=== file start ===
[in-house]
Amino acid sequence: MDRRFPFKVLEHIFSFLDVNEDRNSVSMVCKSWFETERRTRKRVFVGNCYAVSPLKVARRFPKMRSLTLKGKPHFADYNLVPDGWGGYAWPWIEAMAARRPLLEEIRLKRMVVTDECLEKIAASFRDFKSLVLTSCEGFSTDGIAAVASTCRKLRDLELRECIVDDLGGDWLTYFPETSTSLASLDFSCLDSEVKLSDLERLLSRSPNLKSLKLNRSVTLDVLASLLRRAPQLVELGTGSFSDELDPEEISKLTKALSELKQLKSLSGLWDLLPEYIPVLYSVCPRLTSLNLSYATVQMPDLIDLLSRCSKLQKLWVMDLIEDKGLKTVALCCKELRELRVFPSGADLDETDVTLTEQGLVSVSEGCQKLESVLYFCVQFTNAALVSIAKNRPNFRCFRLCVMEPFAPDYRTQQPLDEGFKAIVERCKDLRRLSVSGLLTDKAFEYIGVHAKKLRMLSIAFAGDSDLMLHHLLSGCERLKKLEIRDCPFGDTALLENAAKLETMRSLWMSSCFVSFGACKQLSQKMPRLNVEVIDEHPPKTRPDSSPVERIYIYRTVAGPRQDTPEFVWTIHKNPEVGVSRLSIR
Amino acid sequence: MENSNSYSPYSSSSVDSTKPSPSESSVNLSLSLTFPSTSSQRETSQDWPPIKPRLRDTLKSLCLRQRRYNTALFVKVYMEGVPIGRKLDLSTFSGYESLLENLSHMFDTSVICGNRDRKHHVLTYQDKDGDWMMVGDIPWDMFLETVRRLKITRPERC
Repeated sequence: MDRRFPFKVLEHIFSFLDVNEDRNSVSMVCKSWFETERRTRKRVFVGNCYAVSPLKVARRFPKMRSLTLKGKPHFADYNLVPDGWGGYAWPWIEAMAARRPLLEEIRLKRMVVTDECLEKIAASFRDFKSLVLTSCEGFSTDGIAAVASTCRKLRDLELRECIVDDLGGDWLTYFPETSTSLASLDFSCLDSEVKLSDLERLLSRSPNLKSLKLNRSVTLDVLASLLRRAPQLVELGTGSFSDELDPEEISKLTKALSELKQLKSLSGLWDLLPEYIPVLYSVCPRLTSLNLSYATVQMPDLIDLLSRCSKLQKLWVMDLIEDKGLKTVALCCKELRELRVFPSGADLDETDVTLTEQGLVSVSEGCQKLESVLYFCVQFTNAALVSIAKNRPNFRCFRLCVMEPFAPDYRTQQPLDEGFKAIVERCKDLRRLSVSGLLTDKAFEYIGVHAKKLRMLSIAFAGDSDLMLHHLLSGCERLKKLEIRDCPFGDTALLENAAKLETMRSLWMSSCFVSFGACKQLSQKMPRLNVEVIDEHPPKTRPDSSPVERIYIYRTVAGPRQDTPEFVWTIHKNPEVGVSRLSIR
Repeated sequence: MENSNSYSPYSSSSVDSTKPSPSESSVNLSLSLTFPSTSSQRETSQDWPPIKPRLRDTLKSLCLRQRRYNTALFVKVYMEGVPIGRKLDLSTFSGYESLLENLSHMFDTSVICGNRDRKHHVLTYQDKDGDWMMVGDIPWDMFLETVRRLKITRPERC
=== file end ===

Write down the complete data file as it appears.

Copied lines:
[in-house]
Amino acid sequence: MDRRFPFKVLEHIFSFLDVNEDRNSVSMVCKSWFETERRTRKRVFVGNCYAVSPLKVARRFPKMRSLTLKGKPHFADYNLVPDGWGGYAWPWIEAMAARRPLLEEIRLKRMVVTDECLEKIAASFRDFKSLVLTSCEGFSTDGIAAVASTCRKLRDLELRECIVDDLGGDWLTYFPETSTSLASLDFSCLDSEVKLSDLERLLSRSPNLKSLKLNRSVTLDVLASLLRRAPQLVELGTGSFSDELDPEEISKLTKALSELKQLKSLSGLWDLLPEYIPVLYSVCPRLTSLNLSYATVQMPDLIDLLSRCSKLQKLWVMDLIEDKGLKTVALCCKELRELRVFPSGADLDETDVTLTEQGLVSVSEGCQKLESVLYFCVQFTNAALVSIAKNRPNFRCFRLCVMEPFAPDYRTQQPLDEGFKAIVERCKDLRRLSVSGLLTDKAFEYIGVHAKKLRMLSIAFAGDSDLMLHHLLSGCERLKKLEIRDCPFGDTALLENAAKLETMRSLWMSSCFVSFGACKQLSQKMPRLNVEVIDEHPPKTRPDSSPVERIYIYRTVAGPRQDTPEFVWTIHKNPEVGVSRLSIR
Amino acid sequence: MENSNSYSPYSSSSVDSTKPSPSESSVNLSLSLTFPSTSSQRETSQDWPPIKPRLRDTLKSLCLRQRRYNTALFVKVYMEGVPIGRKLDLSTFSGYESLLENLSHMFDTSVICGNRDRKHHVLTYQDKDGDWMMVGDIPWDMFLETVRRLKITRPERC
Repeated sequence: MDRRFPFKVLEHIFSFLDVNEDRNSVSMVCKSWFETERRTRKRVFVGNCYAVSPLKVARRFPKMRSLTLKGKPHFADYNLVPDGWGGYAWPWIEAMAARRPLLEEIRLKRMVVTDECLEKIAASFRDFKSLVLTSCEGFSTDGIAAVASTCRKLRDLELRECIVDDLGGDWLTYFPETSTSLASLDFSCLDSEVKLSDLERLLSRSPNLKSLKLNRSVTLDVLASLLRRAPQLVELGTGSFSDELDPEEISKLTKALSELKQLKSLSGLWDLLPEYIPVLYSVCPRLTSLNLSYATVQMPDLIDLLSRCSKLQKLWVMDLIEDKGLKTVALCCKELRELRVFPSGADLDETDVTLTEQGLVSVSEGCQKLESVLYFCVQFTNAALVSIAKNRPNFRCFRLCVMEPFAPDYRTQQPLDEGFKAIVERCKDLRRLSVSGLLTDKAFEYIGVHAKKLRMLSIAFAGDSDLMLHHLLSGCERLKKLEIRDCPFGDTALLENAAKLETMRSLWMSSCFVSFGACKQLSQKMPRLNVEVIDEHPPKTRPDSSPVERIYIYRTVAGPRQDTPEFVWTIHKNPEVGVSRLSIR
Repeated sequence: MENSNSYSPYSSSSVDSTKPSPSESSVNLSLSLTFPSTSSQRETSQDWPPIKPRLRDTLKSLCLRQRRYNTALFVKVYMEGVPIGRKLDLSTFSGYESLLENLSHMFDTSVICGNRDRKHHVLTYQDKDGDWMMVGDIPWDMFLETVRRLKITRPERC